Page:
COVID-19 survived - South African entrepreneurs to transform COVID-19 testing process - Biomax Genomics
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GreenHill Laboratories is honoured to be a part of this project and looks forward to participating in the management of COVID-19 in South Africa. The laboratory will continue to develop and refine these protocols and expand on their scope and application.

 

KwaZulu-Natal, South Africa (15 July 2020) – GreenHill Laboratories was part of history when it became the first contract laboratory in Africa to extract and detect SARS-CoV-2 RNA from sewage early in June 2020 as part of a full-service virus risk forensic programme.

The process involves taking bulk, composite samples through to a laboratory capable of meeting the needs of clients in both the public and private sectors.

The Proof of Concept was the culmination of a team effort spearheaded by Prof. Anthony Turton of the University of the Free State and Amanzi-4-All, coordinated by Mr Neil Madgwick of Praecautio, with sampling undertaken by Mr Kevin Lindsay of Instru-Serve. The Impuma Group, through Amanzi-4-All, was instrumental in the sponsorship of the trial.

The pilot trial took sewage samples from five wastewater treatment works (WWTW) based in Gauteng that were transported to GreenHill Laboratories in Hilton, KZN (the town where the first South African case of COVID-19 was identified).

The samples were collected using automatic samplers over a period of 24 hours to optimise statistical rigour in the results.

Groundbreaking South African technology detects SARS-CoV-2 RNA in sewage
Photo Cred: Greenhill Laboratories

Under the leadership of GreenHill Laboratories’ director, Dr Shaun Groenink, the samples were processed and analysed by principal molecular biologist, Dr Cara-Lesley Bartlett. The viral RNA was extracted and identified based on protocols published by the Dutch KWR Water Research Institute and the USA’s Centers for Disease Control and Prevention (CDC).

The detection by polymerase chain reaction (PCR) is identical to the method being used in many medical pathology laboratories around the world. It is based on the N1 and N2 regions of the nucleocapsid gene of the virus. PCR is the amplification of small amounts of specific RNA (after transcription to DNA) to detectable levels that are then visualised by fluorescence.

Three of the five samples yielded detectable levels of viral RNA, with the laboratory working on procedures to increase the sensitivity of the test. The same five WWTWs were resampled and analysed with results consistent with expectations.

The Proof of Concept delivered by GreenHill Laboratories demonstrates that:

  1. COVID-19 can be detected in wastewater
  2. South Africa has the capability for this testing – samples do not have to be sent to other countries for testing.
  3. Statistically relevant sampling and timeous delivery to the laboratory are possible.
  4. Existing protocols and kits have been used – there is no need to develop specific kits.

The establishment of a Proof of Concept facilitates the development of additional parameters, such as the quantification of viral load. This additional data can be used to monitor community-wide viral load, and assess whether various mitigation strategies are working or not.

Groundbreaking South African technology detects SARS-CoV-2 RNA in sewage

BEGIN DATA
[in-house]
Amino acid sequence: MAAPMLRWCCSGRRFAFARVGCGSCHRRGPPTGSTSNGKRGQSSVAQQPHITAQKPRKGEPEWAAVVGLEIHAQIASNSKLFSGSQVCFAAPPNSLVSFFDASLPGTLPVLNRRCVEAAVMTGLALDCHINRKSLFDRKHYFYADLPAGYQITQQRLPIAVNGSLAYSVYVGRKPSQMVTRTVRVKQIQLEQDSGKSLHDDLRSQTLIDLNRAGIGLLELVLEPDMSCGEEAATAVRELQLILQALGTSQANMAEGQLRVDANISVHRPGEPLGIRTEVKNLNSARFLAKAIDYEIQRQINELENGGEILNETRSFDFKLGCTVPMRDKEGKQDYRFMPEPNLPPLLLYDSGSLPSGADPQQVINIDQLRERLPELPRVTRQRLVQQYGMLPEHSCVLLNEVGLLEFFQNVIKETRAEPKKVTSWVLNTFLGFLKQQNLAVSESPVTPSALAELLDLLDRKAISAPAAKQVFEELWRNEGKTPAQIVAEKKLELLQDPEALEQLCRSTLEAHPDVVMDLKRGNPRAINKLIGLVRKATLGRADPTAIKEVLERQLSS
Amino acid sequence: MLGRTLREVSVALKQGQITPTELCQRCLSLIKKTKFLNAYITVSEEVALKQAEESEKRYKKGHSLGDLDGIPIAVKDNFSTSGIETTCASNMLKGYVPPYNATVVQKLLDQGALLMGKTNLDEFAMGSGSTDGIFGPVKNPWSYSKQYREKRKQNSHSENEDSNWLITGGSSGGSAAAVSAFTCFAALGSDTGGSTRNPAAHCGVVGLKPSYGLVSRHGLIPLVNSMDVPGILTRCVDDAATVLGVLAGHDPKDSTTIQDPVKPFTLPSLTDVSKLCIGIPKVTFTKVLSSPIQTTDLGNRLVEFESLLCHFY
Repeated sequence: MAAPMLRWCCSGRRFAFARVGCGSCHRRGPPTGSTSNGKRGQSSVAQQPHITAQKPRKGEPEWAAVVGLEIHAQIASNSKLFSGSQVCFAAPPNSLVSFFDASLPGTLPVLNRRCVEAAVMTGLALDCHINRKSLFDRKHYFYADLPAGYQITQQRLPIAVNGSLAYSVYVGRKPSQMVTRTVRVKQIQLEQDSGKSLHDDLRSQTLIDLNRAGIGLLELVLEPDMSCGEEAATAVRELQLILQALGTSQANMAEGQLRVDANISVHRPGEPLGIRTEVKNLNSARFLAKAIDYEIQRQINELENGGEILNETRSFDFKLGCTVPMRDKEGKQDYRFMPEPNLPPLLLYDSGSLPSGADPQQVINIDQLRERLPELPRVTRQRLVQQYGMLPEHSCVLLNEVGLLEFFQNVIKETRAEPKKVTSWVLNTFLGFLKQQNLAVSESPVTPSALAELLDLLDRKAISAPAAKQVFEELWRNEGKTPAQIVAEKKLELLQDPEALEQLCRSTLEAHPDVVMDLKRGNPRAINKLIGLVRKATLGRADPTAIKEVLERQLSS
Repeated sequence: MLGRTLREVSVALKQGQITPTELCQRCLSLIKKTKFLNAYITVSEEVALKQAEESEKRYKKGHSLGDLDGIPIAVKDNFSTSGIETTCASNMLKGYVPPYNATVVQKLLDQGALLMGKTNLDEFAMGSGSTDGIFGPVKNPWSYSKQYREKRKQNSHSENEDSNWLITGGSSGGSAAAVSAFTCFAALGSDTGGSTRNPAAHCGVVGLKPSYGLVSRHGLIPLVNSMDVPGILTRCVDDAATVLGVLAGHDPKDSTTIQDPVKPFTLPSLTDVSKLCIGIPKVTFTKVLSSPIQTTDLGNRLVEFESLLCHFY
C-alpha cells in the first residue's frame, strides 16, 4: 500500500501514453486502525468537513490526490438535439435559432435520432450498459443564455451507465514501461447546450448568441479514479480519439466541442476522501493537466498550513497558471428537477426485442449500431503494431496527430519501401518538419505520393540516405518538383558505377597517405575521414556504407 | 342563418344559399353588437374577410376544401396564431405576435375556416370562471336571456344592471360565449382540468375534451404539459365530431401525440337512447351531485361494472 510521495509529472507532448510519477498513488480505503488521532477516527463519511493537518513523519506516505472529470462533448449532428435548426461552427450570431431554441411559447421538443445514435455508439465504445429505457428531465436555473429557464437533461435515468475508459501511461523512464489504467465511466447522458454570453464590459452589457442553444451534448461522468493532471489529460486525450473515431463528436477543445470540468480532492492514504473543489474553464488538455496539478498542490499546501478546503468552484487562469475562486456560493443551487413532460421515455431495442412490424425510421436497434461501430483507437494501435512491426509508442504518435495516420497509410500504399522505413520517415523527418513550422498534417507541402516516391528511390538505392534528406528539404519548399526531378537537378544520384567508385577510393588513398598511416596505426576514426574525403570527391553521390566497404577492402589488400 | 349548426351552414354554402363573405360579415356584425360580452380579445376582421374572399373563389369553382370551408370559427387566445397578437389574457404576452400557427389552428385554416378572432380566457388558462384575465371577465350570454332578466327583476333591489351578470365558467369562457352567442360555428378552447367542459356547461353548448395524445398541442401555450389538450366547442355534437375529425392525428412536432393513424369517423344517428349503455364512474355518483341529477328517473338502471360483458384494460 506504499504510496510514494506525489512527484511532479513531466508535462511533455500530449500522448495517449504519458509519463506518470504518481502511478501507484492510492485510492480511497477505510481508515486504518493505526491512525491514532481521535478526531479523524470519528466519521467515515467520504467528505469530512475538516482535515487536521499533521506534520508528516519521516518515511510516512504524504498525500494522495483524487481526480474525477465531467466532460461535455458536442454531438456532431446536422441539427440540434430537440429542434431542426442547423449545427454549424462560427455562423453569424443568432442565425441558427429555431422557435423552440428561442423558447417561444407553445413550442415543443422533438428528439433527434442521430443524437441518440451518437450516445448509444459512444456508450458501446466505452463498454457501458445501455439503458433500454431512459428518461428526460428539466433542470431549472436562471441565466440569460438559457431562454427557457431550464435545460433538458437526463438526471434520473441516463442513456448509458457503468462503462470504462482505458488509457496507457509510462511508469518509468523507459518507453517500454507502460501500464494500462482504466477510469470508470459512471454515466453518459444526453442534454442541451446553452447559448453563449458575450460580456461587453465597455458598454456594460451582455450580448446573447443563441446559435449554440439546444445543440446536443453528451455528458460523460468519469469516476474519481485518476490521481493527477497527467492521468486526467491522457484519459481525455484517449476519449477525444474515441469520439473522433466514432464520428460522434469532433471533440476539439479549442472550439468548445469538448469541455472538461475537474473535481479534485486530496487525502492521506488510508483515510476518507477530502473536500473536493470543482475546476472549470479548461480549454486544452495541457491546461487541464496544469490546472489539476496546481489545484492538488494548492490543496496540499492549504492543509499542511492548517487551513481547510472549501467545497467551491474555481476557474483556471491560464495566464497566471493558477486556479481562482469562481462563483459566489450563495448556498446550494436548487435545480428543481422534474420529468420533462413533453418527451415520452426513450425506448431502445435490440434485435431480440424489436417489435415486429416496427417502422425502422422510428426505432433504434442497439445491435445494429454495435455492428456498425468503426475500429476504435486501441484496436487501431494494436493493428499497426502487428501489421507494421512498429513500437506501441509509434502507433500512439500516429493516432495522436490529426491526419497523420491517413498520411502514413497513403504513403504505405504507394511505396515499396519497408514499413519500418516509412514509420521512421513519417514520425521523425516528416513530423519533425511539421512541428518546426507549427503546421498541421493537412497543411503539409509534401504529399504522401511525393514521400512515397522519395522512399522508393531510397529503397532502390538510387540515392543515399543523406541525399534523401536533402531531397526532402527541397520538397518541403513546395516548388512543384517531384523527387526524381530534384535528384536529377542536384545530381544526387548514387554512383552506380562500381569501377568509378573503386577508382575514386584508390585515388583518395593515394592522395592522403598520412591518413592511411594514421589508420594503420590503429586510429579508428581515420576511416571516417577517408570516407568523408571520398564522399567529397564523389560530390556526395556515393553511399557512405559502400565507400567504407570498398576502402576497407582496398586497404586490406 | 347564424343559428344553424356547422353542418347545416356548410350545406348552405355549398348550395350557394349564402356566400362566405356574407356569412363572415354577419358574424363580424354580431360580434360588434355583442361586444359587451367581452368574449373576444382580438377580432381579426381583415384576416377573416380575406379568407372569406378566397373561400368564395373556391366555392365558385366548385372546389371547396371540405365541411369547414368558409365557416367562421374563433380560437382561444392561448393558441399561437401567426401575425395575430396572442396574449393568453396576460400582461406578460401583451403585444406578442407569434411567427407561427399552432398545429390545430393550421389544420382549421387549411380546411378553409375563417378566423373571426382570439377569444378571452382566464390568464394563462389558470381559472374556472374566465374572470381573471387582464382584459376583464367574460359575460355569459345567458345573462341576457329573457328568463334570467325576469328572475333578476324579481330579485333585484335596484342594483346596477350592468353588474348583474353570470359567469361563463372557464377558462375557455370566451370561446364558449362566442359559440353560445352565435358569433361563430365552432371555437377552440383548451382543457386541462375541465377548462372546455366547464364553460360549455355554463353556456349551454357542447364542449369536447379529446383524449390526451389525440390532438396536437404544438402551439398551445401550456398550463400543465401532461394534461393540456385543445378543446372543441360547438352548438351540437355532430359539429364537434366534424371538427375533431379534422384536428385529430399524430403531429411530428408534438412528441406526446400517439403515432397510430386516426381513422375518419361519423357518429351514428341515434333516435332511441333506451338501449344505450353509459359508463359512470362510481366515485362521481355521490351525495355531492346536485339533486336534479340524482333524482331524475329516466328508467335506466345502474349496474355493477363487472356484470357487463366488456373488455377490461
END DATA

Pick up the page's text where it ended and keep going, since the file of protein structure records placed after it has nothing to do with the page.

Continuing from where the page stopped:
Photo Cred: Greenhill Laboratories

Through collaborative partnerships, the logistical supply chain from the point of sample to the laboratory can now handle national-level upscaling, and Amanzi-4-All can offer this service to any client immediately, including both the public and private sectors. There has been interest in this technology from a range of role players in North America, Africa, the Middle East, and Southeast Asia and the South African government.

Transforming the approach to managing COVID-19 in South Africa and across the continent

The capacity of this South African laboratory to detect SARS-CoV-2 in sewage expedites its application by epidemiologists, public health scientists and those charged with looking after the health and safety of students, visitors and employees. This includes predicting and monitoring potential COVID-19 hotspots to focus intervention by decision-makers and public health officials in these areas, as well as assessing the true extent of SARS-CoV-2 infections.

These new sampling and testing capabilities can provide robust information to both government and private sector decision-makers in their efforts to contain the spread of the coronavirus while reopening the economy.

Rapid deployment across all sectors of society is key to limiting the pandemic’s effects.

The team is currently expanding and optimising the value chain to include individual buildings, schools, mines and businesses.

Greenhill Laboratories’ Chairman Mr Austin Hlongwane says: “I would personally like to commend the GreenHill Laboratories team for all the diligent effort that they have put into this project. Their dedication, desire to experiment, out-of-the-box thinking and personal passion is unparalleled. As a result, I am hopeful for positive outcomes in the fight against COVID-19.”

GreenHill Laboratories is honoured to be a part of this project and looks forward to participating in the management of COVID-19 in South Africa. The laboratory will continue to develop and refine these protocols and expand on their scope and application.

Groundbreaking South African technology detects SARS-CoV-2 RNA in sewage
Photo Cred: Greenhill Laboratories

Sources: GreenHill Laboratories
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